Jul 12
13 FIRST-TIME WINNERS IN 29TH LUNA by Jose N. Carreon  |  Posted in Articles  |  on Tue, Jul 12, 2011

There were 13 first-time winners in last Sunday’s 29th Film Academy of the Philippines Luna Awards—a fact that augurs well for the turnover of local talents in the field of scriptwriting, editing, scoring, cinematography and sound.

But two first-timers—actor Dolphy (Father Jejemon) and Director Chito Rono (Emir)—finally got overdue recognition together with their first-ever Luna trophies.

Trophies for the two supporting acting categories were also awarded to first timers, Yul Servo for Rosario and Anne Curtis for In Your Eyes.

Let us now go through the categories one by one .

Best Sound (four first-time winners)

This category accounted for four winners in one sweep as the RPG Metanoia team—composed of Connie Valdriz, Sandy Aguinaldo, Lynnel de Mesa and Ronald de Asis—beat the challenge of nominees Addiss Tabong (05 winner) and Albert Michael Idioma (03 and 04 winner).

Best Music Score (first-time winner)

Albert Chang won this category for Rosario in a three-cornered fight with Von de Guzman (05 winner) and Jessie Lasaten. For Albert, like the sound team of RPG Metanoia, this was his first time to be nominated.

Best Editing (first time winner)

Jerrold Tarog (Emir) prevailed over Efren Jarlego (Sa ‘Yo Lamang) who previously won in 1996 in one of the closest fights among nominees. This was also his first nomination.

Best Production Design

Joey Luna (Rosario) beat back the challenge of three probable first-timers though his closest rival was Digo Ricio (Emir). This is Joey’s fourth Luna trophy. He previously won in 1996 (Mumbaki), 2000 (Death Row) and 2004 (Aishite Imasu 1940).

Best Cinematography (two first-time winners)

This category ended in a dead heat—a tie between the cinematographers of Emir and Rosario. Emir had two camerapersons, Neil Daza and Lee Meily while Rosario was photographed by Carlo Mendoza.

Neil and Carlo were both nominated for the first time while Lee had actually just got her trophy for Baler belatedly. She was also tied with Charlie Peralta (Ploning), who also won in 2005 for Nasaan Ka Man.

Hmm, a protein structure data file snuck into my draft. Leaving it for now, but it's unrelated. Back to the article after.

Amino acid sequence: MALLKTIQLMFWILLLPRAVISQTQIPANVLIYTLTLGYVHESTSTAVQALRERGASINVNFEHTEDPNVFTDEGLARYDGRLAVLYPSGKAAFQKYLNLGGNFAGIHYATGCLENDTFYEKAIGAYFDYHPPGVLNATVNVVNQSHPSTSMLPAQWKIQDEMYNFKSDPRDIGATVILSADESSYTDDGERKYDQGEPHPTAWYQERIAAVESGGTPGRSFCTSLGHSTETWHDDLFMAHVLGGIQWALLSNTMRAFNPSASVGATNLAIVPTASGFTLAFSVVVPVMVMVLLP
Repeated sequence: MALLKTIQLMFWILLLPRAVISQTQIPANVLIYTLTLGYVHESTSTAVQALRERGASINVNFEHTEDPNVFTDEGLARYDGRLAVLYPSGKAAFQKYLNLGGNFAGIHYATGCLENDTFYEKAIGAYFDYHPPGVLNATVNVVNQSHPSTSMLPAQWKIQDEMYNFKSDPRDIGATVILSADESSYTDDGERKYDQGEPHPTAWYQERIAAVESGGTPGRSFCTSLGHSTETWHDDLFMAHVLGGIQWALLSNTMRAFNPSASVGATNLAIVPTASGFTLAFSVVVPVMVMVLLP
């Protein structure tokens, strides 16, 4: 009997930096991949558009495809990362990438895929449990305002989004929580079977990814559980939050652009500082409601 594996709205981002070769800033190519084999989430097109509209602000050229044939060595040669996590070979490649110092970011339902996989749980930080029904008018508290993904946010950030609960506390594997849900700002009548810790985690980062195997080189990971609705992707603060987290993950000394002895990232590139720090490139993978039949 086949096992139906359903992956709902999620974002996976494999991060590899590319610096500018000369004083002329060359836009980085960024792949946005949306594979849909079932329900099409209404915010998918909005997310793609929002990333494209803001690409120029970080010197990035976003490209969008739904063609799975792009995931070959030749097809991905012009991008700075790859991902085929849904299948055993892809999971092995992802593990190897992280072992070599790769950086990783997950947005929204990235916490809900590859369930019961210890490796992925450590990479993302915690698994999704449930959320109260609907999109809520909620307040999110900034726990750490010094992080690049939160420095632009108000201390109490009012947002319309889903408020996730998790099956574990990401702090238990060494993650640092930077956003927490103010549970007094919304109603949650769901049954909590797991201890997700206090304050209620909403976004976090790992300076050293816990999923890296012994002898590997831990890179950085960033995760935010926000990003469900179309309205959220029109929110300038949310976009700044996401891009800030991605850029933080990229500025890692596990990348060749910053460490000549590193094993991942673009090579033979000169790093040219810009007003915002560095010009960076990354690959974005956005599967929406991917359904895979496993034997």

Best Screenplay (first-time winner)

Elmer Gatchalian won it for Rosario, edging Jerry Gracio (Emir) in a category that actually featured six young scriptwriters and veteran Ricky Lee as nominees. Only Ricky previously won in this category and for five times at that.

Best Supporting Actress (first-time winner)

Anne Curtis (In Your Eyes) edged out Gloria Romero in this category. Miss Romero already won best actress (Tanging Yaman in 2000) and best supporting actress (Magnifico in 2003). Anne herself was nominated for best actress for Baler in the 27th Luna Awards.

Best Supporting Actor (first-time winner)

In this category, Yul Servo fought it neck-and-neck with Joem Bason (Noy) and Sid Lucero (Rosario). Yul got a nomination as best actor in the 23rd Luna Awards (2004) for Naglalayag. He finally bagged his first Luna trophy this time around.

Best Actress

Lorna Tolentino (Sa ‘Yo Lamang) bagged her fourth best actress trophy by beating back the challenge of Jennylyn Mercado (Rosario) and Judy Ann Santos (Hating Kapatid), who is already a Luna trophy holder for Kasal, Kasali, Kasalo in 2006.

LT previously won for Maging Akin Ka Lamang (1987), Narito ang Puso Ko (1992) and Abakada Ina (2001).

Best Actor (first-time winner)

Dolphy survived a three-way fight with Coco Martin (Noy) and Fanny Serrano (Tarima) to win his first Luna trophy for father Jejemon. Among the nominees in this category, only Christopher de Leon is a multi-time awardee for Biktima (1990), Ipagpatawad Mo (1991), Bulaklak ng Maynila (1999) and Magkaibigan (2008).

Best Director (first-time winner)

After being nominated four times since 2001, Chito Rono finally snagged his first Luna trophy for direction for Emir. In the voting, his closest rival was Joel Lamangan (Sagrada Familia) who is already in the Hall of Fame with five best director Lunas.

Chito’s previous nominations were in 2001 (for Yamashita), 2002 (for Dekada ’70), 2006 (for Sukob) and 2008 (for Caregiver). His lucky year proved to be 2010.


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